Ndopu advocates education for disabled children

At just 20 years old, Edward Ndopu has founded an organization to advocate for education for children with disabilities.

At a Pierson College Master’s Tea Thursday, Ndopu told the audience that 98 percent of children living with disabilities do not go to school, especially in developing countries. He described Global Strategy on Inclusive Education (GSIE), an organization he founded to campaign for education opportunities for people with disabilities.

“I want to know someone with disabilities embarking on great things,” he said, adding that without an education, people cannot improve their socioeconomic status or reach their potential.

Born in Namibia and raised in South Africa, Ndopu was diagnosed with skeletal muscular atrophy as a child and was not expected to live past age five. Fifteen years later, he became the first African student with a disability to attend college in North America. A graduate of the African Leadership Academy, Ndopu is an undergraduate at Carleton University in Ottawa, Canada.

“I am not a miracle story; I am a possible story,” he said, adding that other people with disabilities need a strong role model to dispel the feelings of pity usually associated with disability, and that he thinks he can play that part.

Ndopu said that his work is not focused on advocating for the specific rights of people with disabilities, but on their right to an education. He added that 80 percent of the world’s disabled people live in developing countries.

Education initiatives such as 1GOAL, a campaign for universal education launched by Queen Rania of Jordan, and the United Nations Millennium Development Goals have pledged to grant educations to over 69 million children by 2015, but Ndopu said he thinks these programs are flawed because they focus on minority groups without recognizing the degrees of marginalization within those categories. For example, he said while girls are generally a disadvantaged group, girls with disabilities are even more ostracized than able-bodied girls. He added that he thinks the UN mistakenly believes that any changes it institutes will “trickle down” to all marginalized groups.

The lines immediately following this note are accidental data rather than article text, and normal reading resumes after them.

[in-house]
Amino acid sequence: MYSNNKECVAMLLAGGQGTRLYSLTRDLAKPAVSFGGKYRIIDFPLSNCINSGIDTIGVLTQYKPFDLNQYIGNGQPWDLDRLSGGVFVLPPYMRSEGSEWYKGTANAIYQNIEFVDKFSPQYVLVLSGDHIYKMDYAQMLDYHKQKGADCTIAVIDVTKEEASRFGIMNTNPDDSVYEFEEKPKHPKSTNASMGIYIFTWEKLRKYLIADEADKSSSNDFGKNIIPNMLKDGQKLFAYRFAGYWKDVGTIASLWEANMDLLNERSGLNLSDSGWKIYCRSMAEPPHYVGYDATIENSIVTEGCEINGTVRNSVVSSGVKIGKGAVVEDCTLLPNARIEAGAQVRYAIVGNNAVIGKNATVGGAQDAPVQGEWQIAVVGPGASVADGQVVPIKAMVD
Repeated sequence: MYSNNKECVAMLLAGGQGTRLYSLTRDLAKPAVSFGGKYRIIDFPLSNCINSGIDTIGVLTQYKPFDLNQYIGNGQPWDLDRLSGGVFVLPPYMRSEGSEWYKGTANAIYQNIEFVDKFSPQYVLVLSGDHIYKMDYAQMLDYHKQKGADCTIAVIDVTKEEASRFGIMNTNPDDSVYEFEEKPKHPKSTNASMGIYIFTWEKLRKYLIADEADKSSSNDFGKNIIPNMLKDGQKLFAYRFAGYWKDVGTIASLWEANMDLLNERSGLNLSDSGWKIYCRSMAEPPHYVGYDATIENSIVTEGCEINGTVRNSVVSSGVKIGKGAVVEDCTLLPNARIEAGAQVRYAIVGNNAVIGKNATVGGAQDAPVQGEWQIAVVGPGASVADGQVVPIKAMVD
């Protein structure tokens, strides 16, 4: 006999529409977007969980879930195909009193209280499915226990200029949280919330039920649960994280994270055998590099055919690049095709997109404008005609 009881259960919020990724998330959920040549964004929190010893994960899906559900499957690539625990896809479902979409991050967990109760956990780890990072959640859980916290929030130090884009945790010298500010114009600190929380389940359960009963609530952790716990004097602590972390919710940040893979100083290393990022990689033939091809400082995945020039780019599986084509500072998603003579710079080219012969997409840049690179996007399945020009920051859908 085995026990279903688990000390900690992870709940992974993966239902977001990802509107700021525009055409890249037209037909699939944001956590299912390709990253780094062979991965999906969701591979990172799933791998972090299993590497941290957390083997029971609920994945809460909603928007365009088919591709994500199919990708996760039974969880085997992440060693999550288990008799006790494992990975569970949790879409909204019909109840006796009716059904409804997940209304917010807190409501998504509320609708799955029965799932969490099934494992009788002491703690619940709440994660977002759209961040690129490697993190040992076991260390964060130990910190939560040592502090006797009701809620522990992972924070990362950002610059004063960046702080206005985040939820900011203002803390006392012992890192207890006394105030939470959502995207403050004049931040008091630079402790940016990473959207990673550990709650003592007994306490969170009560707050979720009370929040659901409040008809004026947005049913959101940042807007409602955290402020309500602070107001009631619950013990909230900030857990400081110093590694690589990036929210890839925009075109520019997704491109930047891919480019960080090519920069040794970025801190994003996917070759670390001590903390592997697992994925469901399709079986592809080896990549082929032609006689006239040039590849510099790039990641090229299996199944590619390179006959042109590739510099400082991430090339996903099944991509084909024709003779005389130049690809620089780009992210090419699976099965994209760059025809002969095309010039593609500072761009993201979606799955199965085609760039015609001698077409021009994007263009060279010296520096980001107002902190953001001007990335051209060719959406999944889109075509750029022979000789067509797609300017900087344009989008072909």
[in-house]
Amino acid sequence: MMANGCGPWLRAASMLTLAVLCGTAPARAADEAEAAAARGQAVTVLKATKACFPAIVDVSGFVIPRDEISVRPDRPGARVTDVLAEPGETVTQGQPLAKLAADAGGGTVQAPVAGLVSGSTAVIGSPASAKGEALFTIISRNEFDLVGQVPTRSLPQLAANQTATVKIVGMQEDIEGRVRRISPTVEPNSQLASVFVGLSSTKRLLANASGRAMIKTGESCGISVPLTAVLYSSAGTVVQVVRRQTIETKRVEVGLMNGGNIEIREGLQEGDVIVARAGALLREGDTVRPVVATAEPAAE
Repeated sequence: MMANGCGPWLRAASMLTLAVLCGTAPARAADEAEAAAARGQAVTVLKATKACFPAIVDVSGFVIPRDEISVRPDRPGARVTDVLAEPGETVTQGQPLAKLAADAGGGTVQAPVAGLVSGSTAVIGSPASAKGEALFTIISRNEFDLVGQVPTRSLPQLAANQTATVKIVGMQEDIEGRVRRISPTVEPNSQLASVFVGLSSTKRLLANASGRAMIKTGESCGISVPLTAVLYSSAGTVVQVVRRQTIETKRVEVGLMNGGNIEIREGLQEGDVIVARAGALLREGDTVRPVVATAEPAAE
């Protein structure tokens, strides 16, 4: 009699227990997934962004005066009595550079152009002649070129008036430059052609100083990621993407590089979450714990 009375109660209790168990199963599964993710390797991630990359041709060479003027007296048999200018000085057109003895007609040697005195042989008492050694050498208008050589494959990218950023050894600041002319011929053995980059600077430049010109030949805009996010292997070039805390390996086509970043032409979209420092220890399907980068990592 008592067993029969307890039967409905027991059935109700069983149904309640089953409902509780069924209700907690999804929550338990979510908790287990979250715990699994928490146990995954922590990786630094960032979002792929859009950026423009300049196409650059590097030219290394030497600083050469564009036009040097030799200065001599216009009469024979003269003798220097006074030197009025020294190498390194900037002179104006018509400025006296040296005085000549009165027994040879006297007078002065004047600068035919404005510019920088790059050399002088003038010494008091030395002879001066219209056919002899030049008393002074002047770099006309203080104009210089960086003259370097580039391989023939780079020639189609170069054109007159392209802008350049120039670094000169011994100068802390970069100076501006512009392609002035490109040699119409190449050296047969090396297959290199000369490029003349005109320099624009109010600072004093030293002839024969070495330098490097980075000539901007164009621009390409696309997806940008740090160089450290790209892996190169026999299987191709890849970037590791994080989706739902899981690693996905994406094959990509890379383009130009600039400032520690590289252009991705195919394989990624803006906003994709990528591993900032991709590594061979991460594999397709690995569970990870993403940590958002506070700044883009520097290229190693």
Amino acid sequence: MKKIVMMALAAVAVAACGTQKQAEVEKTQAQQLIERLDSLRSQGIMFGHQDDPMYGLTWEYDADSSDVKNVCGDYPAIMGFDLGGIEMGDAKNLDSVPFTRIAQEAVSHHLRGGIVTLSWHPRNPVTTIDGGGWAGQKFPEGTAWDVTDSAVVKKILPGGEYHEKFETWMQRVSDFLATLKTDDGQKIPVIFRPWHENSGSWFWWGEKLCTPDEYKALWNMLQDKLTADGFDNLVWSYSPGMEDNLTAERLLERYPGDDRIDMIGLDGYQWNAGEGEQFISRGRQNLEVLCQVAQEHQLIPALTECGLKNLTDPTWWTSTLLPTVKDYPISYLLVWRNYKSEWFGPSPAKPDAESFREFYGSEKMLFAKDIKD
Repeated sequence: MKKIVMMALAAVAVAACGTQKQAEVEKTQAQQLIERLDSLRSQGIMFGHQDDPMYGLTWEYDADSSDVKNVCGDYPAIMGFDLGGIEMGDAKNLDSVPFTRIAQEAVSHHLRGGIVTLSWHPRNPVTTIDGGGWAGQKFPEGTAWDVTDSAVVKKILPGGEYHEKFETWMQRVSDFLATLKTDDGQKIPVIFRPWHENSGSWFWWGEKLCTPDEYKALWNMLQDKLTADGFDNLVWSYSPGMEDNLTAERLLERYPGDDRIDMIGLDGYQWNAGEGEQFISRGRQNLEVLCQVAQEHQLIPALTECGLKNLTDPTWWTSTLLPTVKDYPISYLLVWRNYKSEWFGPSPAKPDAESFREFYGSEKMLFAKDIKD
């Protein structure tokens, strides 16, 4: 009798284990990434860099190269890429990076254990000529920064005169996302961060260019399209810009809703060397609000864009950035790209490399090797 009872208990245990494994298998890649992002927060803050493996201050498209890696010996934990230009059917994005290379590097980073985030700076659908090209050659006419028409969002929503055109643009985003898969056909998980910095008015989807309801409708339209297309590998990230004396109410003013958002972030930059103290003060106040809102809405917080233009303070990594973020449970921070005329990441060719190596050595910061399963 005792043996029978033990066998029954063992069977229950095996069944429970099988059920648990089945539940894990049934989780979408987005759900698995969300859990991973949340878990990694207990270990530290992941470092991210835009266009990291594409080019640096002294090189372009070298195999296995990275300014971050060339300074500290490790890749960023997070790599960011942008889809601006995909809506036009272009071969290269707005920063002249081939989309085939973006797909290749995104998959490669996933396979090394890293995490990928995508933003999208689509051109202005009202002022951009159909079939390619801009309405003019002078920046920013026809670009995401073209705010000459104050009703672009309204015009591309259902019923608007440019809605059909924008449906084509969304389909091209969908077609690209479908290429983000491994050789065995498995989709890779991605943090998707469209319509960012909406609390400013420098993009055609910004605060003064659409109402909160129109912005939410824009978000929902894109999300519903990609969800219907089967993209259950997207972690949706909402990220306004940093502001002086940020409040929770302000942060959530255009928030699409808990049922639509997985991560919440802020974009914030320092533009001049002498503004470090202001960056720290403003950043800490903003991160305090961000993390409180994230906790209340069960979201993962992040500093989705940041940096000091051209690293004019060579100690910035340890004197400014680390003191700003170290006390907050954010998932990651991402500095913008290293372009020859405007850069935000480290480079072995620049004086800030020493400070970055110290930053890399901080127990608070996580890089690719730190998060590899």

GSIE strives to publicize the global negligence of people with disabilities, he said, adding that he believes people with disabilities who obtain an education go on to become active citizens in their communities.

Ndopu said he thinks integrating people with disabilities into mainstream schools would be beneficial to all students because children would learn to interact with those who have disabilities. He added that to make this possible, schools may have to design special programs to accommodate people with special needs.

“If parents want their child to get a mainstream education, they [shouldn’t] need to go through obstacles,” he said.

Ndopu described GSIE as a “two-pronged solution,” with a policy side and an activism side. He said he hopes the policy side will one day work as a consultant for the UN. He already has orators, radicals and artists who collaborate on GSIE’s activism campaigns.

Two students interviewed said they found the talk eye-opening.

Amal Ga’al ’14 said Ndopu made her aware of a new aspect of universal education.

“When I’ve thought of university education, I’ve never really considered a strategy focusing on inclusive education for students living with disabilities,” she said.

Kristof Kelemen, a visiting PhD student from Hungary, said he volunteered at a school with students with disabilities, and was happy that Ndopu was invited to speak. He added that while the lack of education for people with disabilities is a crisis, he believes it is a problem that can be solved.

GSIE will be conducting a peace and solidarity march on Dec. 3 to commemorate the International Day of Persons with Disabilities.

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